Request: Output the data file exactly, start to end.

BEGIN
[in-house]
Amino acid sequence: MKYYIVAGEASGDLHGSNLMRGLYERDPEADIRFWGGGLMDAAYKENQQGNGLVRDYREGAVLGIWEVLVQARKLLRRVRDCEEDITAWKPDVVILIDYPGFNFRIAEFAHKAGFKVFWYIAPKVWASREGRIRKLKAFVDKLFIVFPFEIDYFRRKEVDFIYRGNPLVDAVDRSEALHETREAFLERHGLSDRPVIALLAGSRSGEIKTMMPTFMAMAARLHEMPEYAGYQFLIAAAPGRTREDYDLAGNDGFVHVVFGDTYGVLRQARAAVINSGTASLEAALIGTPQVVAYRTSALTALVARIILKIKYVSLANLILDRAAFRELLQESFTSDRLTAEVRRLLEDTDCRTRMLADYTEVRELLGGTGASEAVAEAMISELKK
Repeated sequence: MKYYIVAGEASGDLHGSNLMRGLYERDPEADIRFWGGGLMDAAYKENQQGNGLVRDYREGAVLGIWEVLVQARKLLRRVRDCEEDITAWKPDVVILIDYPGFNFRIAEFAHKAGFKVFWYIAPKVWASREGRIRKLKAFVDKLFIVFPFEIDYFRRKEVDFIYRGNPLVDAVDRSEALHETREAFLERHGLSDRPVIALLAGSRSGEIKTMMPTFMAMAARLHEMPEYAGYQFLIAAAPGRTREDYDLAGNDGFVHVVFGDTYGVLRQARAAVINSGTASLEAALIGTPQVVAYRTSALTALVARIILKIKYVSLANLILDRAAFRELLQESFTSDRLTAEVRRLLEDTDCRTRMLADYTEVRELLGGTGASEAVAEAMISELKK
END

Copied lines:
[in-house]
Amino acid sequence: MKYYIVAGEASGDLHGSNLMRGLYERDPEADIRFWGGGLMDAAYKENQQGNGLVRDYREGAVLGIWEVLVQARKLLRRVRDCEEDITAWKPDVVILIDYPGFNFRIAEFAHKAGFKVFWYIAPKVWASREGRIRKLKAFVDKLFIVFPFEIDYFRRKEVDFIYRGNPLVDAVDRSEALHETREAFLERHGLSDRPVIALLAGSRSGEIKTMMPTFMAMAARLHEMPEYAGYQFLIAAAPGRTREDYDLAGNDGFVHVVFGDTYGVLRQARAAVINSGTASLEAALIGTPQVVAYRTSALTALVARIILKIKYVSLANLILDRAAFRELLQESFTSDRLTAEVRRLLEDTDCRTRMLADYTEVRELLGGTGASEAVAEAMISELKK
Repeated sequence: MKYYIVAGEASGDLHGSNLMRGLYERDPEADIRFWGGGLMDAAYKENQQGNGLVRDYREGAVLGIWEVLVQARKLLRRVRDCEEDITAWKPDVVILIDYPGFNFRIAEFAHKAGFKVFWYIAPKVWASREGRIRKLKAFVDKLFIVFPFEIDYFRRKEVDFIYRGNPLVDAVDRSEALHETREAFLERHGLSDRPVIALLAGSRSGEIKTMMPTFMAMAARLHEMPEYAGYQFLIAAAPGRTREDYDLAGNDGFVHVVFGDTYGVLRQARAAVINSGTASLEAALIGTPQVVAYRTSALTALVARIILKIKYVSLANLILDRAAFRELLQESFTSDRLTAEVRRLLEDTDCRTRMLADYTEVRELLGGTGASEAVAEAMISELKK